The neutrophils isolated from mouse bone marrow were incubated with eFluor 670 dye-labeled B. burgdorferi at different ratios for 1 hour. The neutrophils were subsequently washed and analyzed by flow cytometer. (A) Histogram showing neutrophils that phagocytosed Borrelia. High and low represent the ratio of 30 and 1 (B. burgdorferi, 1x105). Y-axis represents relative cell counts calculated as percentage of the maximum events (Borrelia). (B) The graph show percent of phagocytic neutrophils plotted against Borrelia numbers. Results from three independent experiments are shown. The bars represent mean ± SEM and p-values were determined by Student t-test.

https://doi.org/10.1371/journal.ppat.1009030.s007

(TIF)

S5 Fig. Comparison of Borrelia killing using neutrophils from WT and PGLYRP1-/- mice.

Neutrophils isolated from mouse bone marrow were incubated with 1x105 B. burgdorferi for 1 hour in DMEM media in the absence (A) or presence of 10% mouse serum (B). The assay was performed in 96-well flat-bottom plates and volume was 50 μl. After 1 hour, 250 μl of BSK-H medium was added to the wells. The plates were incubated in microaerophilic conditions at 33°C for 72 hours. The Borrelia numbers were counted in Neubauer chamber under the dark-field microscope. The experiment was performed in triplicates and results from one independent experiment are shown. The bars represent mean ± SEM and p-values were determined by the Mann-Whitney test.

https://doi.org/10.1371/journal.ppat.1009030.s008

(TIF)

S6 Fig. B. burgdorferi specific IgM titers in mice.

Antibody levels in uninfected wild type BALB/c (WT) and PGLYRP1-/- mice were compared with those in the infected ones (at least n = 7 in each group). Results from two independent experiment are shown. Whole-cell lysate of B. burgdorferi was coated on a microtiter plate and serum from either uninfected WT, infected WT, uninfected PGLYRP1-/- or infected PGLYRP1-/- mice was used at 1:200 dilution. The binding was measured by the secondary Goat anti-mouse IgM HRP-conjugated antibody. No significant difference in IgM level was observed in infected WT compared to infected PGLYRP1 knockout mice. Each data point represents an individual animal in the corresponding group. The bars represent mean ± SEM and p-values determined by student t-test.

https://doi.org/10.1371/journal.ppat.1009030.s009

(TIF)

S7 Fig. Cytokine response in WT and PGLYRP1-/- mice.

The infected PGLYRP1-/- mice also showed overall different levels (in pg/mL) of CXCL-1, MCP-1, MIP-1B, and MIP-2 (A) and TNF-α, IL-10, IL-4, IL-5, IL-10, IL-17 (B) as compared to BALB/c mice infected mice although the profiles were statistically insignificant. Representative results from one independent experiment are shown. Each data point represents an individual animal in the corresponding group. The bars represent mean ± SEM.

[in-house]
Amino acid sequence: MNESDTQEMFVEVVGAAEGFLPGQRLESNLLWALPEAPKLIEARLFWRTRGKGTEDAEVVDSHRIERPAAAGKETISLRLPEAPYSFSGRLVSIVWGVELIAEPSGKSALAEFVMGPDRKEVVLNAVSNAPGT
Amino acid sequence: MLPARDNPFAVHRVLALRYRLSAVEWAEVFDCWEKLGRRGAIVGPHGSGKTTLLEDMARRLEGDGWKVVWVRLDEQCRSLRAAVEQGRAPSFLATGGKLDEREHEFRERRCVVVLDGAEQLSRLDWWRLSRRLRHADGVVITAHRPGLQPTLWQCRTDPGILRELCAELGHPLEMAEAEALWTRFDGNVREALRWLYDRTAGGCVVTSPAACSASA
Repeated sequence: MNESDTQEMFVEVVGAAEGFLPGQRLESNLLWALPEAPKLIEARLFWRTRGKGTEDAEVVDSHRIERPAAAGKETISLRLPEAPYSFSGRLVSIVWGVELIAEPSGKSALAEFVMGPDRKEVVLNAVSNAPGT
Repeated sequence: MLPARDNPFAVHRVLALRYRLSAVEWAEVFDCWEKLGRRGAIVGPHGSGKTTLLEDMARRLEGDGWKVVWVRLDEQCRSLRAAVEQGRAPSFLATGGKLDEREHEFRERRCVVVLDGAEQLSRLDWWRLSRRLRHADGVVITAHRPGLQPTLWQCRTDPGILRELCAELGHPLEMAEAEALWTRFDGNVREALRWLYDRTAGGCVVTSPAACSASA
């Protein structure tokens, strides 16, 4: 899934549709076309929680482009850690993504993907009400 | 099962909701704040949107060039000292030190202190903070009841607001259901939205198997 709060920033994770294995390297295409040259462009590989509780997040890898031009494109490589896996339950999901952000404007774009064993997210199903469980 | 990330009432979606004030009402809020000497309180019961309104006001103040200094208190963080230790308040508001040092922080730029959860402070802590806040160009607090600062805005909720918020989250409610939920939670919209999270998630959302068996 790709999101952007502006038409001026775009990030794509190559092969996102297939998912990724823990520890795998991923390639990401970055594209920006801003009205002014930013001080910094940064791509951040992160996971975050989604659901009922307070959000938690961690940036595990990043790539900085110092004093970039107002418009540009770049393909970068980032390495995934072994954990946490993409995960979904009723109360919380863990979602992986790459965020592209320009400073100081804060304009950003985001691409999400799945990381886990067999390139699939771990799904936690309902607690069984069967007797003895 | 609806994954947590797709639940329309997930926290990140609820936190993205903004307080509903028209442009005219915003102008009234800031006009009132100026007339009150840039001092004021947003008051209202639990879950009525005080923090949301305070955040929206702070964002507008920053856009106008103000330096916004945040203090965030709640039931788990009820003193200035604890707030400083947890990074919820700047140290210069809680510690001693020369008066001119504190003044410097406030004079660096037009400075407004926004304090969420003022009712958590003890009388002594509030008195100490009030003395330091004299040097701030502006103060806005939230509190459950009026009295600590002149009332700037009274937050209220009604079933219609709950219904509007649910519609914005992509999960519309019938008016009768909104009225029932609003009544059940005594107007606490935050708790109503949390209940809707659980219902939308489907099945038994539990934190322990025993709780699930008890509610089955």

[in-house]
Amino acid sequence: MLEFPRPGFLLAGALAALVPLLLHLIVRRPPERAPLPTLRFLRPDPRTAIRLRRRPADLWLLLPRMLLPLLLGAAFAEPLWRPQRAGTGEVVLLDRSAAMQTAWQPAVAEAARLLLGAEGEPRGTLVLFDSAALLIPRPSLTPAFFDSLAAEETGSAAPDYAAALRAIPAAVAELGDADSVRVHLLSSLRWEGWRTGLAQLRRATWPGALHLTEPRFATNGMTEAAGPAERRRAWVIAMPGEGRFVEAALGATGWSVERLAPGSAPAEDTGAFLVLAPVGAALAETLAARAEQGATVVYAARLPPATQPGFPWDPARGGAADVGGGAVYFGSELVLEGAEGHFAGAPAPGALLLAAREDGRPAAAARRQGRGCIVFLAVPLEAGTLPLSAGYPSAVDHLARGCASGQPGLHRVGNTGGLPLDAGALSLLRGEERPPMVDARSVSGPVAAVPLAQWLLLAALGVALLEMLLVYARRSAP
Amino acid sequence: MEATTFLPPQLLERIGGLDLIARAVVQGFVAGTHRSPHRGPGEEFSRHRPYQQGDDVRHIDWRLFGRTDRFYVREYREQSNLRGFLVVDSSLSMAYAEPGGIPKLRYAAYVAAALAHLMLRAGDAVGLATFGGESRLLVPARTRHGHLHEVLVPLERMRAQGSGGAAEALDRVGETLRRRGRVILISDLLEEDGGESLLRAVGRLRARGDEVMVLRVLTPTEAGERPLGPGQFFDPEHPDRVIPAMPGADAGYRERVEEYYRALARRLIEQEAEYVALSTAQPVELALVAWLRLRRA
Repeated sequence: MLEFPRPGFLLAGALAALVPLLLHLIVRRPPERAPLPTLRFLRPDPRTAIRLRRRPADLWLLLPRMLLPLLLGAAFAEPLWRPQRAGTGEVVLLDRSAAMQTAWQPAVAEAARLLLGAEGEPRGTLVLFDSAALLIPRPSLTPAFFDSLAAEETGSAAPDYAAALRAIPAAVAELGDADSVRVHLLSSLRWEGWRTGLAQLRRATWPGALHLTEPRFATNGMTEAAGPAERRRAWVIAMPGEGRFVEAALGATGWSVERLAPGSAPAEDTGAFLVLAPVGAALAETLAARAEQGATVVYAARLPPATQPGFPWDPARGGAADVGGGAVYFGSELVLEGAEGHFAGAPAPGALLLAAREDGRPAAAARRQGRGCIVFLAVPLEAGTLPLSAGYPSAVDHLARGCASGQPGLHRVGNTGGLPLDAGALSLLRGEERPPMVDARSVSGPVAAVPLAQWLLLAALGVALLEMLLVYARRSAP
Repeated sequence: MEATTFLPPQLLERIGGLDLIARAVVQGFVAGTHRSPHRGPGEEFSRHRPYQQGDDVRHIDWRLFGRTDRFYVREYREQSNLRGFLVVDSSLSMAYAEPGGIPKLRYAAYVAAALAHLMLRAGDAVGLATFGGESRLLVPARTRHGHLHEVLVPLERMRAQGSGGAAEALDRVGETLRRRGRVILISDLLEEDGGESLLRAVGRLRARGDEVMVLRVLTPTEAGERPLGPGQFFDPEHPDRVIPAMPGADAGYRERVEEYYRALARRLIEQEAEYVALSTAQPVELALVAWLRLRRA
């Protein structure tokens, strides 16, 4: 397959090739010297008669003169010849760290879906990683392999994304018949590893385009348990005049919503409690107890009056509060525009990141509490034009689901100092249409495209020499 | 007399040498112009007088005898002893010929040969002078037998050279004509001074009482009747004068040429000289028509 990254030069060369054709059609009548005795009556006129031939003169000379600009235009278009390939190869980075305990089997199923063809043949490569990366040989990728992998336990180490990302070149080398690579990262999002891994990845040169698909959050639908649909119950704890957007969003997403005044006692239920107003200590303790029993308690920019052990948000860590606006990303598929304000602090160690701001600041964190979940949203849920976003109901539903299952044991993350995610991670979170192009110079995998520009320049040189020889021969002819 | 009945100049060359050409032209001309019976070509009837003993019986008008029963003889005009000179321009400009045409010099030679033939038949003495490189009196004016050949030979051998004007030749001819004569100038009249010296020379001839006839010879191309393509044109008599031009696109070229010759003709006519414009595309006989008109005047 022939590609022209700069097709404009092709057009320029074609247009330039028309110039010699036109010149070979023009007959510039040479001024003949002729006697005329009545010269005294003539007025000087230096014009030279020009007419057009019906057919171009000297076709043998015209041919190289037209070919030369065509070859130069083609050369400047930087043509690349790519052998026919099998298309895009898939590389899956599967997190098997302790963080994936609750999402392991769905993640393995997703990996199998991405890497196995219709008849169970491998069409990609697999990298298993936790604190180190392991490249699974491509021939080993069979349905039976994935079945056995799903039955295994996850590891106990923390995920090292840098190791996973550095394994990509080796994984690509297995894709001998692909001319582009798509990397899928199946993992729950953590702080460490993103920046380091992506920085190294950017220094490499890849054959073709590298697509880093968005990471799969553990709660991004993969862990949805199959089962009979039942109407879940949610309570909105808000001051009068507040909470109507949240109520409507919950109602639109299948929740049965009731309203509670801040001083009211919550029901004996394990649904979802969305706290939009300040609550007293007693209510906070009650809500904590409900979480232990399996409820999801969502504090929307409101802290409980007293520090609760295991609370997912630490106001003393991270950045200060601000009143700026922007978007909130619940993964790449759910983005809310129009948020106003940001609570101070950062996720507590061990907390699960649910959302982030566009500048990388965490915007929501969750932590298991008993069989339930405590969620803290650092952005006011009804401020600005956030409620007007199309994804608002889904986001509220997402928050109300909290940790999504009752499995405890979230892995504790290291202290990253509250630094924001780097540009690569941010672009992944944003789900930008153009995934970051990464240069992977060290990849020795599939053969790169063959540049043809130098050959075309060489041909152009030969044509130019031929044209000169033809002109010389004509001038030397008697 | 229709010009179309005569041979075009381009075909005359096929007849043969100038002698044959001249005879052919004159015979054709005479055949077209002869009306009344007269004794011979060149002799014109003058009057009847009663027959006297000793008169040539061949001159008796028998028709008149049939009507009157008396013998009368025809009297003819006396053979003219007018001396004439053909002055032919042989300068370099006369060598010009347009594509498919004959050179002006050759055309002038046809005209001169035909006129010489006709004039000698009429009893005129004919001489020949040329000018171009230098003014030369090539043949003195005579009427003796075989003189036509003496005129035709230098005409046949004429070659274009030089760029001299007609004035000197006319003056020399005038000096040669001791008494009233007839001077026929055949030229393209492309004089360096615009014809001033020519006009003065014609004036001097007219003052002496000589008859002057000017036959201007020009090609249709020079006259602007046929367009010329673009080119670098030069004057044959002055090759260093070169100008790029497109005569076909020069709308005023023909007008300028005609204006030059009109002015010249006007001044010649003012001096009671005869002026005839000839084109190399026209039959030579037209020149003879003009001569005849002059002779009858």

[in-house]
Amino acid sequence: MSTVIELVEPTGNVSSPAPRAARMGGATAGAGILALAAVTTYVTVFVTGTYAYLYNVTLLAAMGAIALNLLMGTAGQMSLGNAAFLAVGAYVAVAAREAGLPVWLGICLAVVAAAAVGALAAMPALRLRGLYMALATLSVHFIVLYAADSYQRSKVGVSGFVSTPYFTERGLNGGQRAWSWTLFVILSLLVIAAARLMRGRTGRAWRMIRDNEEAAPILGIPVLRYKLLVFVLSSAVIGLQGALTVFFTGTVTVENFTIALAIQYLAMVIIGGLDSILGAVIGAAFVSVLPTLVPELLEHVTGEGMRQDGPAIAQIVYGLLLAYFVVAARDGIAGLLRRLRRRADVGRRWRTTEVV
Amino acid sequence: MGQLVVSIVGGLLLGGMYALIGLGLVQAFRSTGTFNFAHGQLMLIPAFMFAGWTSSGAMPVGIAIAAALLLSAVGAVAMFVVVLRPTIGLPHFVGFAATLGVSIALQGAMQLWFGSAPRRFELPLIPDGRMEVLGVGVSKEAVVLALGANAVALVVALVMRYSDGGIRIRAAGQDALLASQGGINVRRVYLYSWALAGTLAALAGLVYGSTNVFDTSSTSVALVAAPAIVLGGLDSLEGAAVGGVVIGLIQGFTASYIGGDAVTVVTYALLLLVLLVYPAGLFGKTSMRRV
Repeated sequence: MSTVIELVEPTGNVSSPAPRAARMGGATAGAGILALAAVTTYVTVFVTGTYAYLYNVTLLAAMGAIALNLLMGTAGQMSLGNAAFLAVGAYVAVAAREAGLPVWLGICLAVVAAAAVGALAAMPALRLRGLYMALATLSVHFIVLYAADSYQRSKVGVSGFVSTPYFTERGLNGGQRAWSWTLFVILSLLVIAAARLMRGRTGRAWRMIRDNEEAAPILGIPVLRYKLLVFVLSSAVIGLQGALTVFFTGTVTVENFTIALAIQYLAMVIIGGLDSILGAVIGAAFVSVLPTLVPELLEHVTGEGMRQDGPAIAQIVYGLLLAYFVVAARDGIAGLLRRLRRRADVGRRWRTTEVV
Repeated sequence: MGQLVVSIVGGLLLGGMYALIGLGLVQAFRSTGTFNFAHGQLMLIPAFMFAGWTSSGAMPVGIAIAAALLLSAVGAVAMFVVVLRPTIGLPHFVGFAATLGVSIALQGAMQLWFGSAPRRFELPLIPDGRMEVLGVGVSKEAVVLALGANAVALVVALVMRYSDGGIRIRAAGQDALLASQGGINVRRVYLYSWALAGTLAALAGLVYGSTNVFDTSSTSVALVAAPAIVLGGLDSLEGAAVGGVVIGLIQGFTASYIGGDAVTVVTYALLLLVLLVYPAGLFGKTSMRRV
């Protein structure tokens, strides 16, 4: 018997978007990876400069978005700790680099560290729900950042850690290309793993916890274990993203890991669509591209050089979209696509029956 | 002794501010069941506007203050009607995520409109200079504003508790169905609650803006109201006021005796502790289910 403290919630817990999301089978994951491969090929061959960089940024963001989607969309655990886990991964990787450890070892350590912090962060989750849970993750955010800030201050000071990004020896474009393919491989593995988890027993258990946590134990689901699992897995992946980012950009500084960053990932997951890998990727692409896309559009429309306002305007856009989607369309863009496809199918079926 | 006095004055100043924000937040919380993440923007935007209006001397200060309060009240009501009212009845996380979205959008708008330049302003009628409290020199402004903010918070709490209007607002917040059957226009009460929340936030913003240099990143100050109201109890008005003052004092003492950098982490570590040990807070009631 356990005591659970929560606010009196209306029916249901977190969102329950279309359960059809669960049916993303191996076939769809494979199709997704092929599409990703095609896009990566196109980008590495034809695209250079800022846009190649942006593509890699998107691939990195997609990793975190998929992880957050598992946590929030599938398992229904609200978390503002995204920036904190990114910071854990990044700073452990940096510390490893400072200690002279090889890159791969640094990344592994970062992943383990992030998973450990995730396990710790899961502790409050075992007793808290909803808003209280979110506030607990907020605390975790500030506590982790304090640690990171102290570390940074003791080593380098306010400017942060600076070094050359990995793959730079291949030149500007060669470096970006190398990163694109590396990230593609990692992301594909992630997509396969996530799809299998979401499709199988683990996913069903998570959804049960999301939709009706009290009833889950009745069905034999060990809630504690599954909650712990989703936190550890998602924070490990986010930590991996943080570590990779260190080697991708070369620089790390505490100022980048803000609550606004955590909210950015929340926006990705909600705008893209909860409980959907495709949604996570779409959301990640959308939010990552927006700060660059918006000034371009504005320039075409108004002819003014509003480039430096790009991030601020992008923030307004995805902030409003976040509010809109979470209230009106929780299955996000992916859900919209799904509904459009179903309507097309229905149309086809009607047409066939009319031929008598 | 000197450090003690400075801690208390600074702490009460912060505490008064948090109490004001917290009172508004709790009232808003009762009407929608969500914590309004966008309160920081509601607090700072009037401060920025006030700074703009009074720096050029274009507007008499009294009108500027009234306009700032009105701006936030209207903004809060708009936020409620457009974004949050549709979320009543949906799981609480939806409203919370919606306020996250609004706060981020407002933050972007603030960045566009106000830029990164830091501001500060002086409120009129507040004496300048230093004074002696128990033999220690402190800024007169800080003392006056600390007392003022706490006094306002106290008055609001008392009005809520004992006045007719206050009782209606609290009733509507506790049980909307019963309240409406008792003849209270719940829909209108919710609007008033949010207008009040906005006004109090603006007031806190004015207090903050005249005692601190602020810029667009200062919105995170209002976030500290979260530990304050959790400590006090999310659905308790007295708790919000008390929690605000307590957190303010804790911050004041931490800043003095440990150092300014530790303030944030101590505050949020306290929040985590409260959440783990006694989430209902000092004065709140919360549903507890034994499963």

https://doi.org/10.1371/journal.ppat.1009030.s010

(TIF)

S1 File. Excel spreadsheet containing the numerical data for Figure panels Fig 1B and Fig 1C in separate sheet tabs; BASEHIT scores for PGLYRP1 and corresponding Borrelia isolate (“Borrelia PGLYRP1 Scores”); BASEHIT scores for PGLYRP1 for non-Borrelia isolates (“Non-borrelia PGLYRP1 Scores”; list of Borrelia isolates used and corresponding species classification (“Borrelia isolates”), source and reference; and list of non-Borrelia isolates used with corresponding Gram stain and reference if applicable (“non-Borrelia isolates”).

https://doi.org/10.1371/journal.ppat.1009030.s011

(XLSX)

S2 File. Excel spreadsheet containing data underlying the figures.

https://doi.org/10.1371/journal.ppat.1009030.s012

(XLSX)

Acknowledgments

The authors would like to thank Kathleen DePonte for overall help with this project and Sukanya Narasimhan for helpful discussions with Borrelia killing assay and mouse experiments. The authors acknowledge Roman Dziarski (Professor, Indiana University School of Medicine) for providing PGLYRP1 knockout mice. The authors like to thank Professor Julia Oh (The Jackson Laboratory for Genomic Medicine, Farmington, Connecticut, USA) and Agata Bielecka (Yale University) for helping in isolating/culturing non-Borrelia isolates. A selection of the Dutch clinical isolates was obtained through the Lyme Prospect study [62] and we would like to thank the involved principal investigators for kindly providing these isolates. Fig 1A was created using Biorender (biorender.com).